"Money, of course. But isn't high efficiency essential to mak- ing money?" I ask him.

"Most of the time, your struggle for high efficiencies is taking you in the opposite direction of your goal."

"I don't understand," I say. "And even if I did, my manage- ment wouldn't."

But Jonah lights his cigar and says between puffs, "Okay, let's see if I can help you understand with some basic questions and answers. First tell me this: when you see one of your workers standing idle with nothing to do, is that good or bad for the company?"

"It's bad, of course," I say.


I feel this is a trick question.

"Well, we have to do maintenance-"

"No, no, no, I'm talking about a production employee who is idle because there is no product to be worked on."

"Yes, that's always bad," I say.


I chuckle. "Isn't it obvious? Because it's a waste of money! What are we supposed to do, pay people to do nothing? We can't afford to have idle time. Our costs are too high to tolerate it. It's inefficiency, it's low productivity-no matter how you measure it."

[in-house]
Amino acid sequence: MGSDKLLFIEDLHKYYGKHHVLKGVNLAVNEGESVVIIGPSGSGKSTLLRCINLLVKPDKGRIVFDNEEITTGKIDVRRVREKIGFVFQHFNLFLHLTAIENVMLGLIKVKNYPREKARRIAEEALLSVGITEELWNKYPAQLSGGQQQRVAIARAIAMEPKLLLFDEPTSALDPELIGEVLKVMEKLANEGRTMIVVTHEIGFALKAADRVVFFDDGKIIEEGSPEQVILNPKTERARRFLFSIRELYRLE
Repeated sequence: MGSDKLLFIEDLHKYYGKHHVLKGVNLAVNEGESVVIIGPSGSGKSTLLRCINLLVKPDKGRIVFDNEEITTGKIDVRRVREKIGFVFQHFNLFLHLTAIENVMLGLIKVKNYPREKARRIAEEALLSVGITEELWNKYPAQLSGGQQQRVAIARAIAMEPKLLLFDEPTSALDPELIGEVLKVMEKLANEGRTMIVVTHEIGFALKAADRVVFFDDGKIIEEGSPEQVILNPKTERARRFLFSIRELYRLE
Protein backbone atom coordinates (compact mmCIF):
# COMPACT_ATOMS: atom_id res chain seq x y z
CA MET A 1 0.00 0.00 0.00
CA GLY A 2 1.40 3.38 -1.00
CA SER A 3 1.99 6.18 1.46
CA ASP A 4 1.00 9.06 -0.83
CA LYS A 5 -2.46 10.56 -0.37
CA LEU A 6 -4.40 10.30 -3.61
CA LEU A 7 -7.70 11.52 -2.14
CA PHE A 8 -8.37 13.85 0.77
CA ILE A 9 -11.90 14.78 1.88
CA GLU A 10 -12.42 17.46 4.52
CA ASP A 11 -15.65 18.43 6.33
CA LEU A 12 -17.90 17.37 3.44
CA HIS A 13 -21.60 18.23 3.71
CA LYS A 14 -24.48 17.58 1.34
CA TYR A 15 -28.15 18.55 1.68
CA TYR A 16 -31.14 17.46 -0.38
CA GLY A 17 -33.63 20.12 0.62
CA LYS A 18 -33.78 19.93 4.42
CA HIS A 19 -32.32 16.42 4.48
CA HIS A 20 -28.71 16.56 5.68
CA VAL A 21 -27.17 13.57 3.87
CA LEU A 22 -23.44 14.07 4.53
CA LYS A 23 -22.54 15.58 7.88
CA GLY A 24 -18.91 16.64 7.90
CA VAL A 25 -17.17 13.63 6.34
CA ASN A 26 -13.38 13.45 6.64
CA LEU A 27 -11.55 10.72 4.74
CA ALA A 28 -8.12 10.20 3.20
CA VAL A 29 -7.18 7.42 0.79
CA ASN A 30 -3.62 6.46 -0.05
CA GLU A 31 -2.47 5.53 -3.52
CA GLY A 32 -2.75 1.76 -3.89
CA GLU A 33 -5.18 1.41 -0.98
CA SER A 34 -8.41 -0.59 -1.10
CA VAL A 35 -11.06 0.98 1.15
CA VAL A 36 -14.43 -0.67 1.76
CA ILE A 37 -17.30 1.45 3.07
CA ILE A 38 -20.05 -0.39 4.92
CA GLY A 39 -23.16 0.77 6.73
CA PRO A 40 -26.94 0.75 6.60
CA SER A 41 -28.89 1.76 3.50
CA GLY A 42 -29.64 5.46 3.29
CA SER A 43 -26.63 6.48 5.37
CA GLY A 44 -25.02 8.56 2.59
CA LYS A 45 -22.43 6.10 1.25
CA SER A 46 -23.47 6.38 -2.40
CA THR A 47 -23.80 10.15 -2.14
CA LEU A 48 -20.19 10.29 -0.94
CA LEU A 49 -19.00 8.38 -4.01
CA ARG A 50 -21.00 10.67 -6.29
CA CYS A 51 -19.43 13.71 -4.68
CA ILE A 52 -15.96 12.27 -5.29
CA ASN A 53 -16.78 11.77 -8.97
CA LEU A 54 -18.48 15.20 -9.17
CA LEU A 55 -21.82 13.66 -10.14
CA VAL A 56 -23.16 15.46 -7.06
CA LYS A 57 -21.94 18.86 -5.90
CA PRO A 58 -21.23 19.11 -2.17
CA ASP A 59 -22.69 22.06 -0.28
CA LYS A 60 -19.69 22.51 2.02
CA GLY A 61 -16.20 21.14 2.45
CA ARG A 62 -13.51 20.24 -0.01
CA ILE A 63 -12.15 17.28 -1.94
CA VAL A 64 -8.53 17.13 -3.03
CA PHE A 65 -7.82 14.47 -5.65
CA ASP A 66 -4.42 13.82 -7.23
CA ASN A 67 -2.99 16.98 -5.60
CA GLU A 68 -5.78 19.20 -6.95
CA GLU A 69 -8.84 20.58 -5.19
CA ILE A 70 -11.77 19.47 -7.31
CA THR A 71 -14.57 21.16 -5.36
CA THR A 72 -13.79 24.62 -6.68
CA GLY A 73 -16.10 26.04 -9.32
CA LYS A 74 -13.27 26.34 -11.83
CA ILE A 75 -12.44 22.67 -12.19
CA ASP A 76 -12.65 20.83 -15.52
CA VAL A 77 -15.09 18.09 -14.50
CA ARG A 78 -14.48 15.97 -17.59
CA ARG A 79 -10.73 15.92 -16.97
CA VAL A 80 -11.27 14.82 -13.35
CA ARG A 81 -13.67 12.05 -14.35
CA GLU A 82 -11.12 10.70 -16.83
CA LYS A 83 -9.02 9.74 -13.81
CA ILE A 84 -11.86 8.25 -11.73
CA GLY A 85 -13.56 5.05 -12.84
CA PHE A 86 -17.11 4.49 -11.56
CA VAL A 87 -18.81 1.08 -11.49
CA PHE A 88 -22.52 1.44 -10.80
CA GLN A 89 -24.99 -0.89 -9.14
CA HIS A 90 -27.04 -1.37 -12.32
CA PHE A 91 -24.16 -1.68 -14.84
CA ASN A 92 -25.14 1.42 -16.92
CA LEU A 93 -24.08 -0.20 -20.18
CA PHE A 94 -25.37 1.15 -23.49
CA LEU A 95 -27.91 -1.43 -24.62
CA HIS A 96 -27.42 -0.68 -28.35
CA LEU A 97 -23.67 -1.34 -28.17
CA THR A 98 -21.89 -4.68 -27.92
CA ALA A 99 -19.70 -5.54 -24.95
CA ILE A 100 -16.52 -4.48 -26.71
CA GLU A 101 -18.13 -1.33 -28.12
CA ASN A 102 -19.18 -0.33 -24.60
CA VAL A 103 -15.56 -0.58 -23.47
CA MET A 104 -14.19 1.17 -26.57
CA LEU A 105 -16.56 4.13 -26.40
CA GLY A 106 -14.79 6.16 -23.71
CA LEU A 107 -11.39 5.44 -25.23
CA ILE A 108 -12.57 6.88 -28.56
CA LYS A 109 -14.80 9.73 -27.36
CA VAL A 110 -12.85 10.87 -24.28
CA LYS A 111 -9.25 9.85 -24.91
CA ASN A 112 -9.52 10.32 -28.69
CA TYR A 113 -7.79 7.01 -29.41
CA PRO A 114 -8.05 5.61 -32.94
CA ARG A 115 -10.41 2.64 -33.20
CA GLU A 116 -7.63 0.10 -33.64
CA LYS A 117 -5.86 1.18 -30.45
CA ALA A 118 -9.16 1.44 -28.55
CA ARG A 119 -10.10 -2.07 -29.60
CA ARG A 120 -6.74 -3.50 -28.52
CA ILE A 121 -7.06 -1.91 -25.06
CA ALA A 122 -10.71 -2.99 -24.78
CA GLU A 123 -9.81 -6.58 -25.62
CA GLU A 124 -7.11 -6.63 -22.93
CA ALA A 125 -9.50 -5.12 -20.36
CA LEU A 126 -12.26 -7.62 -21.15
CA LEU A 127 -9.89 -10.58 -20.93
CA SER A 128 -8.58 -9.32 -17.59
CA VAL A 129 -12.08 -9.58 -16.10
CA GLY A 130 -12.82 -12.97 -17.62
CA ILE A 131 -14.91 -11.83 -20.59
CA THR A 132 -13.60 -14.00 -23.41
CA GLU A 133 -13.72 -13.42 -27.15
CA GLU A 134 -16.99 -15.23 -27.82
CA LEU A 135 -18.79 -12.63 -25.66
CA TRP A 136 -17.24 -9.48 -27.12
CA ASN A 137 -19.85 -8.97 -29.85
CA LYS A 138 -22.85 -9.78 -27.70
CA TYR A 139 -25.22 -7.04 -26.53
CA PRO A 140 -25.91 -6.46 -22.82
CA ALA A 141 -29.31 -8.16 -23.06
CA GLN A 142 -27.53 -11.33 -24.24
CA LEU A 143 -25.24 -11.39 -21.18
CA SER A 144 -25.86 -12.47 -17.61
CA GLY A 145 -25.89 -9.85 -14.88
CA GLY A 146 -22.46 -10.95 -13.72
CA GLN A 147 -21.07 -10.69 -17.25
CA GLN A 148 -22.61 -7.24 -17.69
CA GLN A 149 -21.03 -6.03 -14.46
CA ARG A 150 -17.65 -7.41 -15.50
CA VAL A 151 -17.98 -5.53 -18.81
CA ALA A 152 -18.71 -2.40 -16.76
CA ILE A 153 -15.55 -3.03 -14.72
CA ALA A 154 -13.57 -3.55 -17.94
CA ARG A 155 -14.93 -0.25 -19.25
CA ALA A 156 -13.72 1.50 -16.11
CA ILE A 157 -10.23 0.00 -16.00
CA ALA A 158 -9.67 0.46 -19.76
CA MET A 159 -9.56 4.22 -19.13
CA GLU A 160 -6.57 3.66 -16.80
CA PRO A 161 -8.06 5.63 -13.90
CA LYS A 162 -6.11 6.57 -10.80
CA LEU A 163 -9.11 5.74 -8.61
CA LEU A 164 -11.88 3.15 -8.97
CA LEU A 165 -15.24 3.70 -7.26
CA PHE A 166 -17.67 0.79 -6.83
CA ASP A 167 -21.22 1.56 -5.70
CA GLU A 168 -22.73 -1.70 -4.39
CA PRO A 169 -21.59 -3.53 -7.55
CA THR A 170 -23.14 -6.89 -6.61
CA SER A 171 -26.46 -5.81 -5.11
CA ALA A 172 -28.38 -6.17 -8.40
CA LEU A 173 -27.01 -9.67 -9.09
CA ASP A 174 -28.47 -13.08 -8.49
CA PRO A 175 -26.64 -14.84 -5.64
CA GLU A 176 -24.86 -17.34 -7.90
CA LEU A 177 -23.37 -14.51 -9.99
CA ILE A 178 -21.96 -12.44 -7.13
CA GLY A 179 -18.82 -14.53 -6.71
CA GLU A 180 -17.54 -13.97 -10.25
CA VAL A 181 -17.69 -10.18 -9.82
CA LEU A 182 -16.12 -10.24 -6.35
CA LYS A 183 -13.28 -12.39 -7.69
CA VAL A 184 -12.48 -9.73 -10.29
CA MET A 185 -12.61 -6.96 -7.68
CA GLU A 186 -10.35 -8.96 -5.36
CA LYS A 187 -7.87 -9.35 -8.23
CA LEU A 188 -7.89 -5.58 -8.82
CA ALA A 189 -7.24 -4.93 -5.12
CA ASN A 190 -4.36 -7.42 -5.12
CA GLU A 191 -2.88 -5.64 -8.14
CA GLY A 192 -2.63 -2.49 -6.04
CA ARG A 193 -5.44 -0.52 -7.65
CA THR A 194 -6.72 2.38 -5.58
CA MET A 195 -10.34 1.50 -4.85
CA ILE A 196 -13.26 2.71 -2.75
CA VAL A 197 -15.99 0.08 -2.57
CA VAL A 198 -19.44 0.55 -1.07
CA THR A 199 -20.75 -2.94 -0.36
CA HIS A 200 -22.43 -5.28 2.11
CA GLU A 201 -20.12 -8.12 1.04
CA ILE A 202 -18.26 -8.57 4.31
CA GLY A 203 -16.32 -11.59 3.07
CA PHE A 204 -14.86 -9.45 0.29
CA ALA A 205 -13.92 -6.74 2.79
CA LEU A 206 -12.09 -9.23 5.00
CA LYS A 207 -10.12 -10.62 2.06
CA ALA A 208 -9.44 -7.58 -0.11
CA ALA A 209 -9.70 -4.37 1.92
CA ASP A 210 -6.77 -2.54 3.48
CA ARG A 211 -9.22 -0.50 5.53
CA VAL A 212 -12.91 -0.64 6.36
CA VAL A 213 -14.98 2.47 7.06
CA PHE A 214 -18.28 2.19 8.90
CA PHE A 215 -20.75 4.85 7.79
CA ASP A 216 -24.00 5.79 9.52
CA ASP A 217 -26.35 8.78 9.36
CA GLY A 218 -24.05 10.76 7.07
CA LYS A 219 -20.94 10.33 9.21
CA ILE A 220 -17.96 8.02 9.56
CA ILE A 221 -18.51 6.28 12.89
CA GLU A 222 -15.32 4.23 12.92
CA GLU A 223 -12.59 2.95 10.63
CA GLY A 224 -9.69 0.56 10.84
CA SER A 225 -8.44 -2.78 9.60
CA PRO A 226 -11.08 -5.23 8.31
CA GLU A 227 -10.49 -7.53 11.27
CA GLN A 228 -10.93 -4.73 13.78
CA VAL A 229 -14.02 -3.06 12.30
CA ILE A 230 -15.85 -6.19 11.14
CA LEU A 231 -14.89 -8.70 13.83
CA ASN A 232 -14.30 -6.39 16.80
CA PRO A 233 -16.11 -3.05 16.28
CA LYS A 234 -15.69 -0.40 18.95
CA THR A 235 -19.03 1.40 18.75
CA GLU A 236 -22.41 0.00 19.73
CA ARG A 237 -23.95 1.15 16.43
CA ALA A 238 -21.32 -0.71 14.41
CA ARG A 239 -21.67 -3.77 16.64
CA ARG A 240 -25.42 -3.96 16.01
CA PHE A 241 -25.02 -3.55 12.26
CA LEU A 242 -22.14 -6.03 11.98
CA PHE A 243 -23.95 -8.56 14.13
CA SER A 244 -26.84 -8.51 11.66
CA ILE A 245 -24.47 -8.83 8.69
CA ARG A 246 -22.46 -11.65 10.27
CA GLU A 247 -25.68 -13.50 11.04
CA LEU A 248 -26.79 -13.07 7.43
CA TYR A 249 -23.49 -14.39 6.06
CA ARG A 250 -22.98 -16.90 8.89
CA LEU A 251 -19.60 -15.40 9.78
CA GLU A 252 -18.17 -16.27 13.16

He leans forward as if he's going to whisper a big secret to me.

"Let me tell you something," he says. "A plant in which ev- eryone is working all the time is very inefficient."

"Pardon me?"

"You heard me."

"But how can you prove that?" I ask.


He says, "You've already proven it in your own plant. It's right in front of your eyes. But you don't see it."

Now I shake my head. I say, "Jonah, I don't think we're communicating. You see, in my plant, I don't have extra people. The only way we can get products out the door is to keep every- one working constantly."

"Tell me, Alex, do you have excess inventories in your plant?" he asks.

"Yes, we do," I say.

"Do you have a lot of excess inventories?"

"Well... yes."

"Do you have a lot of a lot of excess inventories?"

"Yeah, okay, we do have a lot of a lot of excess, but what's the point?"

"Do you realize that the only way you can create excess in- ventories is by having excess manpower?" he says.

I think about it. After a minute, I have to conclude he's right; machines don't set up and run themselves. People had to create the excess inventory.

"What are you suggesting I do?" I ask. "Lay off more peo- ple? I'm practically down to a skeleton force now."

"No, I'm not suggesting that you lay off more people. But I am suggesting that you question how you are managing the ca- pacity of your plant. And let me tell you, it is not according to the goal."